Thomas Smith was one of the younger brothers of my grandfather William Smith. Thomas, known as Tom, was born in 1870 in County Tipperary and moved with his family when he was only an infant to live on a farm at Corballis in County Dublin. I don’t know where he attended school but I assume it was somewhere in Dublin. From personal acquaintance with my great-uncle Tom when he was in his late 80s, I knew that he had graduated from Trinity College, University of Dublin, and had worked as an engineer for various railway companies in Ireland, his main job being the design of new railway lines. Sad to say, Tom lived long enough to witness the gradual reduction in railway travel and the dismantlement of many of the lines he had helped to design and build. Tom Smith died in 1962 in Enniskillen, County Fermanagh. You can find more about Tom and the Smith family he was born into by going to the page on Lancelot Smith’s Children Corballis.
Knowing from family stories that Tom Smith was a railway engineer and having evidence of that are two different things. Recently I came across some on-line records of the U.K. Civil Engineer Membership Forms from 1820 to 1930 that enabled me to get more information about Thomas Smith as a Civil Engineer.
According to the information that Thomas Smith provided in the application form for election as an Associate Member to The Institution of Civil Engineers (I.C.E.) that was completed on November 1896:
“he obtained the degrees of Bachelor of Arts and Bachelor of Engineering in Trinity College Dublin in 1890 at which latter exam he was awarded a special certificate for superior merit in Mining, Chemistry, Geology and Mineralogy. He was afterwards engaged by Mr S.G. Fraser, M. Inst. C.E., for a few months on the setting out of the Collooney & Claremorris Railway and on the plans in connection with this and other lines. And from July 91 – July 92 as a pupil of Mr G. Chatterton, M. Inst. C.E., he was engaged on the construction of the Rhondda Valley Sewer in South Wales, which consisted of a large Main Outfall Sewer of brick, concrete and cast iron nearly 18 miles long, including many tunnels, river and railway crossings, and tidal outfall. And for the last two and half years he has been engaged in the office of Mr W.H. Mills, M Inst. C.E., Engineer in Chief of the Great Northern Railway Co Ireland, as a draughtsman in connection with the general maintenance of the line and construction of new works and still holds that position.”
Thomas Smith became an Associate Member of I.C.E. on the 30th of January 1897.
Being employed as a civil engineer on various railway design and building projects could explain why in the March 1901 Census of Ireland Thomas Smith was living as a lodger in Portadown, County Armagh, while his wife Elizabeth (Lulie) was living with her aunt and uncle-by-marriage Nell and Lancelot Smith of Beaverstown, County Dublin. (Somewhat confusingly, Lulie was also their sister-in-law since she was married to Lancelot Smith’s brother.) Portadown is a major railway junction in what was then the Great Northern Railway system so it would be a likely place for Thomas Smith to be working.
In the 1911 Census of Ireland, Thomas and Elizabeth Smith are both listed as living in Belfast, with their nephew Lancelot Westgarth Smith, aged 14. Lancelot Westgarth Smith, the son of Lancelot Smith of Beaverstown, was usually known as Garth. From this census record of his residence in Belfast, I am guessing that Garth was attending school there at the time. Thomas Smith listed his occupation in 1911 as civil engineer.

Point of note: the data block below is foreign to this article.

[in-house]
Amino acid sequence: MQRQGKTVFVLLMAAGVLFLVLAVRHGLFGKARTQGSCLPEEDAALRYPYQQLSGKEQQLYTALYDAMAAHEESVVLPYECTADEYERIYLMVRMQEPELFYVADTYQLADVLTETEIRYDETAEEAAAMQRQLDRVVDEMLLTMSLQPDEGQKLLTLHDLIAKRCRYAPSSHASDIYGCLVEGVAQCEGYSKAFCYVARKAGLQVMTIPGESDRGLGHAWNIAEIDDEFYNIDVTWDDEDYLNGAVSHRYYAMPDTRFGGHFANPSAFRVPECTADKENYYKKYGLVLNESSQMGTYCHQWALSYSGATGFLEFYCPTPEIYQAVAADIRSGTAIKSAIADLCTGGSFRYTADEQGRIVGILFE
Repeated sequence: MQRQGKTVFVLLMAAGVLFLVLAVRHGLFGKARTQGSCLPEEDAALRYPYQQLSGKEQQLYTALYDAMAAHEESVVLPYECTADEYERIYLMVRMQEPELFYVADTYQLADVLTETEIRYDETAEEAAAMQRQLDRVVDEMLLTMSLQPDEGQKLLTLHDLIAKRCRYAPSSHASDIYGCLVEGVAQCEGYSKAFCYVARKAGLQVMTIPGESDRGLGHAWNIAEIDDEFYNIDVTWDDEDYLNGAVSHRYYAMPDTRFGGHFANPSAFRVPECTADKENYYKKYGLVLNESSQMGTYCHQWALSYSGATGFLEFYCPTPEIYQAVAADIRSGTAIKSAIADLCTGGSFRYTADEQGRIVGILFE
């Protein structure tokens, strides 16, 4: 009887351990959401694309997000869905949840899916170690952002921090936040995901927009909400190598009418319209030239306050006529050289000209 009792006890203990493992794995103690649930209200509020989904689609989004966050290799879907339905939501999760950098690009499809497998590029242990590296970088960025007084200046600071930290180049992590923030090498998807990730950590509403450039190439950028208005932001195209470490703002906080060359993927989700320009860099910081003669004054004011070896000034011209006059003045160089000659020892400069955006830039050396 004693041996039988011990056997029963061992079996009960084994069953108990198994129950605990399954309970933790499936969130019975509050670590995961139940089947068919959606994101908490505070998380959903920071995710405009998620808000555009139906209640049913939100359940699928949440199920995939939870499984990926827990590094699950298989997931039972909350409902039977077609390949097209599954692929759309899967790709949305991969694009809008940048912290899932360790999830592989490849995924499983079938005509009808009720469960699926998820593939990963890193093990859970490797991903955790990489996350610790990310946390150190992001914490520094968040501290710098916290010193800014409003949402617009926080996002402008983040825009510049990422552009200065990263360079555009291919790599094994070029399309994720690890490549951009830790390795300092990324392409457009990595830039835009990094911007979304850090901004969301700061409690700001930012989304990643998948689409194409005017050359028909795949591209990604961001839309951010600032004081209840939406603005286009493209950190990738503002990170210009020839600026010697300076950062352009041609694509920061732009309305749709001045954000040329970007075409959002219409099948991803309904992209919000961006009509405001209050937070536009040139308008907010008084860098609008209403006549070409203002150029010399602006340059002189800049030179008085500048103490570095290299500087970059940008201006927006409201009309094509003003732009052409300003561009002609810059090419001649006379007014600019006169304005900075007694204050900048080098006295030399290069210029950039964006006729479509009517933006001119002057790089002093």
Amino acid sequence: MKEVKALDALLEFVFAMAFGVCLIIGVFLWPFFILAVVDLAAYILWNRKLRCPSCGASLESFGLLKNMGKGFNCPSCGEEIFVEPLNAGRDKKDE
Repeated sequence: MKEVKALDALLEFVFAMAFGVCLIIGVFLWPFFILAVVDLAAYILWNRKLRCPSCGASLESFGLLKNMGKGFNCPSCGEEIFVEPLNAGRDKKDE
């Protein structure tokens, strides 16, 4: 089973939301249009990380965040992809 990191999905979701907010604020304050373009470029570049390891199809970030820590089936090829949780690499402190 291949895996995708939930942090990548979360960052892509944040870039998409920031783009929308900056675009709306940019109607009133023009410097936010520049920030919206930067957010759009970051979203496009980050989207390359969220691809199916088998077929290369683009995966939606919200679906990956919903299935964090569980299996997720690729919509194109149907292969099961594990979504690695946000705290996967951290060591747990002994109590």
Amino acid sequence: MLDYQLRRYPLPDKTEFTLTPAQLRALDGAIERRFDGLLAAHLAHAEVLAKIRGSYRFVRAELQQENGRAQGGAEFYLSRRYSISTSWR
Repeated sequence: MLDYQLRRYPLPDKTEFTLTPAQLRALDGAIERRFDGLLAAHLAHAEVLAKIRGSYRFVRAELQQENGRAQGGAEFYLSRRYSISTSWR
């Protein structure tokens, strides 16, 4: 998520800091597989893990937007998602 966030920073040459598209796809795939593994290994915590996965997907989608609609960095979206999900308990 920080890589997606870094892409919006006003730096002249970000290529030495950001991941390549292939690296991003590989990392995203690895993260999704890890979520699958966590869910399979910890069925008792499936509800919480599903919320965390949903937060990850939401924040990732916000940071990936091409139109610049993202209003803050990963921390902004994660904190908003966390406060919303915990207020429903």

When we were small Dad (Garth) said he was educated in Britain. I never asked exactly where, which is a pity, but of course Belfast was part of Britain and most likely why he joined the British Army when he was only 16 – he lied about his age. After the War he fell out with the IRA, because he fought for the British, which was the reason why he dropped his inheritance of Corballis and escaped to Trinidad to be near his sister Mary, before eventually moving to Rhodesia.
That’s very interesting about your father, Eleanor. It explains why he did not stay in Ireland after the end of the First World War. Do you know how long he lived in Trinidad and why he decided to go to Rhodesia? I am guessing he went to Rhodesia before the start of the Second World War but I don’t have any information on which to base that guess – other than the fact the married your mother in Bulawayo in 1942. Also, I have been told that your father was a dispatch rider during the First World War. Do you know what else he did during those years? If he was a dispatch rider throughout the War, it is astonishing that he survived. About his schooldays and his presence in his Uncle Tom’s household in 1911, I wonder now if he completed his secondary schooling in Belfast and maybe one or more of the boys’ schools in Belfast have put information about their past pupils on-line. I will have a look some time.
As you know, I have a small photo album given to my husband, John, by your mother –probably because of his interest in railways. It shows the construction of a railway line through bog. We were told it was probably a minor line out of Newry. Great Uncle Tom saw it constructed and dismantled. The album includes some shots of his wife and a companion outside a house.
Thanks for your comment, Paddy. You did tell me you had the photo album and I would be interested to see it some time.